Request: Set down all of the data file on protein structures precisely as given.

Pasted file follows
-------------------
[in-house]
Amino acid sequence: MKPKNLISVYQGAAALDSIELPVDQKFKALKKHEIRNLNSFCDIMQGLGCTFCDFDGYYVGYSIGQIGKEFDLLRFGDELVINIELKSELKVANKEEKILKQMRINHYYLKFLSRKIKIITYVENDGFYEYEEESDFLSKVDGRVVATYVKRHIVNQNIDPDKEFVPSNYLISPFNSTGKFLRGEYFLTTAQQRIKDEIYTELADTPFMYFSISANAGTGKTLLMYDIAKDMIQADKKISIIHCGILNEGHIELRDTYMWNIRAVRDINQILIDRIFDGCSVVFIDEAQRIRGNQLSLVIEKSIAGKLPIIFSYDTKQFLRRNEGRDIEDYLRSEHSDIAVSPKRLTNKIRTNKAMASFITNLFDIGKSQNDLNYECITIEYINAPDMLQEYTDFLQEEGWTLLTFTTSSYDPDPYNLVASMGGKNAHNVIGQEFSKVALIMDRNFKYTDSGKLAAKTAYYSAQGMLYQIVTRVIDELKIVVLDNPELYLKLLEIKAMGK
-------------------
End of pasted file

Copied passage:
[in-house]
Amino acid sequence: MKPKNLISVYQGAAALDSIELPVDQKFKALKKHEIRNLNSFCDIMQGLGCTFCDFDGYYVGYSIGQIGKEFDLLRFGDELVINIELKSELKVANKEEKILKQMRINHYYLKFLSRKIKIITYVENDGFYEYEEESDFLSKVDGRVVATYVKRHIVNQNIDPDKEFVPSNYLISPFNSTGKFLRGEYFLTTAQQRIKDEIYTELADTPFMYFSISANAGTGKTLLMYDIAKDMIQADKKISIIHCGILNEGHIELRDTYMWNIRAVRDINQILIDRIFDGCSVVFIDEAQRIRGNQLSLVIEKSIAGKLPIIFSYDTKQFLRRNEGRDIEDYLRSEHSDIAVSPKRLTNKIRTNKAMASFITNLFDIGKSQNDLNYECITIEYINAPDMLQEYTDFLQEEGWTLLTFTTSSYDPDPYNLVASMGGKNAHNVIGQEFSKVALIMDRNFKYTDSGKLAAKTAYYSAQGMLYQIVTRVIDELKIVVLDNPELYLKLLEIKAMGK